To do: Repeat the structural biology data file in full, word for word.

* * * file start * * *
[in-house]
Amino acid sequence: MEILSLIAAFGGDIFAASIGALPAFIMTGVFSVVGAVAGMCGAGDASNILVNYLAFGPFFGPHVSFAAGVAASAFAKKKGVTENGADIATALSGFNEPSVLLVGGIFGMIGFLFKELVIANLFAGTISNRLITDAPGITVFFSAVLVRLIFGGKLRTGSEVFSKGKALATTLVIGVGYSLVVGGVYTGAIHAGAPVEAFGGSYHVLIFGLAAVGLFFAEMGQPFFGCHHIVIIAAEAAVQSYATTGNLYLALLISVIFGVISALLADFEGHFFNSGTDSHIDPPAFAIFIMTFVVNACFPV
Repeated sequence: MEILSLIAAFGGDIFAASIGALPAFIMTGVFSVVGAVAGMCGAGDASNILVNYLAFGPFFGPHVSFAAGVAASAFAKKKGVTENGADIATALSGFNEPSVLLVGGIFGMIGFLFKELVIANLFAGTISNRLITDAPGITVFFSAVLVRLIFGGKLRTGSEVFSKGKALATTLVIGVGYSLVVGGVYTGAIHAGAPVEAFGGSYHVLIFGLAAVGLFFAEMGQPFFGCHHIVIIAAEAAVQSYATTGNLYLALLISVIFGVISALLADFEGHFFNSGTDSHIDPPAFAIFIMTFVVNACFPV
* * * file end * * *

[in-house]
Amino acid sequence: MEILSLIAAFGGDIFAASIGALPAFIMTGVFSVVGAVAGMCGAGDASNILVNYLAFGPFFGPHVSFAAGVAASAFAKKKGVTENGADIATALSGFNEPSVLLVGGIFGMIGFLFKELVIANLFAGTISNRLITDAPGITVFFSAVLVRLIFGGKLRTGSEVFSKGKALATTLVIGVGYSLVVGGVYTGAIHAGAPVEAFGGSYHVLIFGLAAVGLFFAEMGQPFFGCHHIVIIAAEAAVQSYATTGNLYLALLISVIFGVISALLADFEGHFFNSGTDSHIDPPAFAIFIMTFVVNACFPV
Repeated sequence: MEILSLIAAFGGDIFAASIGALPAFIMTGVFSVVGAVAGMCGAGDASNILVNYLAFGPFFGPHVSFAAGVAASAFAKKKGVTENGADIATALSGFNEPSVLLVGGIFGMIGFLFKELVIANLFAGTISNRLITDAPGITVFFSAVLVRLIFGGKLRTGSEVFSKGKALATTLVIGVGYSLVVGGVYTGAIHAGAPVEAFGGSYHVLIFGLAAVGLFFAEMGQPFFGCHHIVIIAAEAAVQSYATTGNLYLALLISVIFGVISALLADFEGHFFNSGTDSHIDPPAFAIFIMTFVVNACFPV